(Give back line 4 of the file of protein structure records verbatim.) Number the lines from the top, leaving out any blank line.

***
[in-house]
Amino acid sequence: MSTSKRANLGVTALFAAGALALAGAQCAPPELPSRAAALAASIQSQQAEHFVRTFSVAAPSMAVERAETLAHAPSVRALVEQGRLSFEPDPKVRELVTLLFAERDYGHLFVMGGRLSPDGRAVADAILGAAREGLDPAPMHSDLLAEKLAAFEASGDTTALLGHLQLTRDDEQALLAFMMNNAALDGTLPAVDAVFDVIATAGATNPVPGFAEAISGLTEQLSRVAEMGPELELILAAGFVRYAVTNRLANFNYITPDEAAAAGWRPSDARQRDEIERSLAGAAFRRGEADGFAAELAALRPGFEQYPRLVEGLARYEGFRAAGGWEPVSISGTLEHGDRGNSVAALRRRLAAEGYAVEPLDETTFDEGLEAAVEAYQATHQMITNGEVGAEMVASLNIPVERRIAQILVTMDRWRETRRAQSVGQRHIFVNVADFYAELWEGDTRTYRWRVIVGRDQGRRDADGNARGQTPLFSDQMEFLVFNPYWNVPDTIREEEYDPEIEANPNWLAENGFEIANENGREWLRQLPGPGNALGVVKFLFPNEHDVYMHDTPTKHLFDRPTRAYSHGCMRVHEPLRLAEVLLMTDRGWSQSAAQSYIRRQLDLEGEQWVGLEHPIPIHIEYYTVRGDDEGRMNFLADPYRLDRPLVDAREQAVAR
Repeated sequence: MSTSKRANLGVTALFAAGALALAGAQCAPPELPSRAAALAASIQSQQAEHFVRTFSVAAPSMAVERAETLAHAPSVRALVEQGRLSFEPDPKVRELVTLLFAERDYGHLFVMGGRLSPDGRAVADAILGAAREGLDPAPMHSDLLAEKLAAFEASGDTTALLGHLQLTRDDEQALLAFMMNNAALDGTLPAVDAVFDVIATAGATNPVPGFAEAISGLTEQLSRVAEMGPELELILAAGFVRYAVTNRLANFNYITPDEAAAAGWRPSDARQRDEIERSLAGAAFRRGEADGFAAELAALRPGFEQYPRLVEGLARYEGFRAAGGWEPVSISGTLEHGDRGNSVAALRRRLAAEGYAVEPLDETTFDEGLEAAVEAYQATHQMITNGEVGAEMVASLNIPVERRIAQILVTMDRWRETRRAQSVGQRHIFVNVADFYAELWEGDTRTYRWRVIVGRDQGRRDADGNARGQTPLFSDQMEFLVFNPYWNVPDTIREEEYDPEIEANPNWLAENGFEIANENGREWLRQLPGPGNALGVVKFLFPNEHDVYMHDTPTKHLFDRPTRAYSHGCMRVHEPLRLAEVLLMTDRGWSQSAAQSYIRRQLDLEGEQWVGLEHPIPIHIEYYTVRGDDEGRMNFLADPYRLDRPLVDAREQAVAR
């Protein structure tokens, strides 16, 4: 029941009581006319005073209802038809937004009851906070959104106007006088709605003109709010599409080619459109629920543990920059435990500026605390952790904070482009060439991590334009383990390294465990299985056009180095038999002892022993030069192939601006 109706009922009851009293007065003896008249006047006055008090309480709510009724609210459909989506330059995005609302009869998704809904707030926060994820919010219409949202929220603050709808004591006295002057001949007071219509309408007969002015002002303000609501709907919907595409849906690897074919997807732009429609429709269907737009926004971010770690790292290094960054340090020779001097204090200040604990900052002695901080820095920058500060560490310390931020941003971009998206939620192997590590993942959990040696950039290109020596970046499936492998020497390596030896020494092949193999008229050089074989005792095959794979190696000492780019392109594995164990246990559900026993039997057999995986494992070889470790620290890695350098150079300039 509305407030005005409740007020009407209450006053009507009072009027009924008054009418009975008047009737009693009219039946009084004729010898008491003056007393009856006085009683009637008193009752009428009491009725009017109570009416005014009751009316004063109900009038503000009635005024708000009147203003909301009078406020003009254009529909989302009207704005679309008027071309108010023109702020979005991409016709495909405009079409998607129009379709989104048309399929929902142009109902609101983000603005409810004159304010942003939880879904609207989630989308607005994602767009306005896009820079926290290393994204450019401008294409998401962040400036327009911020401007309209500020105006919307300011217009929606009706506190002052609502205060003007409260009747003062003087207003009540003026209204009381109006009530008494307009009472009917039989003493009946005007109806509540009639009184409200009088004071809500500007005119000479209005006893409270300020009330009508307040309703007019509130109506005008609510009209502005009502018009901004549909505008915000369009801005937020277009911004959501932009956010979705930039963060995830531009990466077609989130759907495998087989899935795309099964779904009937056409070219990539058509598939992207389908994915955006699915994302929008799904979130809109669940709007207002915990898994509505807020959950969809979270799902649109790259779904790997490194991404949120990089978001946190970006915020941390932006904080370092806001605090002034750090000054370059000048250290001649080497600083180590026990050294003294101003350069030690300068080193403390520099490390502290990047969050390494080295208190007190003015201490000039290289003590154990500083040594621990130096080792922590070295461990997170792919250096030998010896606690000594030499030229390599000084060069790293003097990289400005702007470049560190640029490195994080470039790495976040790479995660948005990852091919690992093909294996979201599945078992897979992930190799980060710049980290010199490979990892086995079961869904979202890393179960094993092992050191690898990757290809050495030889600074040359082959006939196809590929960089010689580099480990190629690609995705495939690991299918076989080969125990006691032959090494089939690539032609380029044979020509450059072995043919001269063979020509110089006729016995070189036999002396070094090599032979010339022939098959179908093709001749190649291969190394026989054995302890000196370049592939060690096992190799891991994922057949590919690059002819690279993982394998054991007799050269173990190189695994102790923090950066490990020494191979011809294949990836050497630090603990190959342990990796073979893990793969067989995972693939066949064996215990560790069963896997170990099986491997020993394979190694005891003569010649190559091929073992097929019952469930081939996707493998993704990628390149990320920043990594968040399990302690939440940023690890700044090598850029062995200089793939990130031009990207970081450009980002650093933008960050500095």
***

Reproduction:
């Protein structure tokens, strides 16, 4: 029941009581006319005073209802038809937004009851906070959104106007006088709605003109709010599409080619459109629920543990920059435990500026605390952790904070482009060439991590334009383990390294465990299985056009180095038999002892022993030069192939601006 109706009922009851009293007065003896008249006047006055008090309480709510009724609210459909989506330059995005609302009869998704809904707030926060994820919010219409949202929220603050709808004591006295002057001949007071219509309408007969002015002002303000609501709907919907595409849906690897074919997807732009429609429709269907737009926004971010770690790292290094960054340090020779001097204090200040604990900052002695901080820095920058500060560490310390931020941003971009998206939620192997590590993942959990040696950039290109020596970046499936492998020497390596030896020494092949193999008229050089074989005792095959794979190696000492780019392109594995164990246990559900026993039997057999995986494992070889470790620290890695350098150079300039 509305407030005005409740007020009407209450006053009507009072009027009924008054009418009975008047009737009693009219039946009084004729010898008491003056007393009856006085009683009637008193009752009428009491009725009017109570009416005014009751009316004063109900009038503000009635005024708000009147203003909301009078406020003009254009529909989302009207704005679309008027071309108010023109702020979005991409016709495909405009079409998607129009379709989104048309399929929902142009109902609101983000603005409810004159304010942003939880879904609207989630989308607005994602767009306005896009820079926290290393994204450019401008294409998401962040400036327009911020401007309209500020105006919307300011217009929606009706506190002052609502205060003007409260009747003062003087207003009540003026209204009381109006009530008494307009009472009917039989003493009946005007109806509540009639009184409200009088004071809500500007005119000479209005006893409270300020009330009508307040309703007019509130109506005008609510009209502005009502018009901004549909505008915000369009801005937020277009911004959501932009956010979705930039963060995830531009990466077609989130759907495998087989899935795309099964779904009937056409070219990539058509598939992207389908994915955006699915994302929008799904979130809109669940709007207002915990898994509505807020959950969809979270799902649109790259779904790997490194991404949120990089978001946190970006915020941390932006904080370092806001605090002034750090000054370059000048250290001649080497600083180590026990050294003294101003350069030690300068080193403390520099490390502290990047969050390494080295208190007190003015201490000039290289003590154990500083040594621990130096080792922590070295461990997170792919250096030998010896606690000594030499030229390599000084060069790293003097990289400005702007470049560190640029490195994080470039790495976040790479995660948005990852091919690992093909294996979201599945078992897979992930190799980060710049980290010199490979990892086995079961869904979202890393179960094993092992050191690898990757290809050495030889600074040359082959006939196809590929960089010689580099480990190629690609995705495939690991299918076989080969125990006691032959090494089939690539032609380029044979020509450059072995043919001269063979020509110089006729016995070189036999002396070094090599032979010339022939098959179908093709001749190649291969190394026989054995302890000196370049592939060690096992190799891991994922057949590919690059002819690279993982394998054991007799050269173990190189695994102790923090950066490990020494191979011809294949990836050497630090603990190959342990990796073979893990793969067989995972693939066949064996215990560790069963896997170990099986491997020993394979190694005891003569010649190559091929073992097929019952469930081939996707493998993704990628390149990320920043990594968040399990302690939440940023690890700044090598850029062995200089793939990130031009990207970081450009980002650093933008960050500095």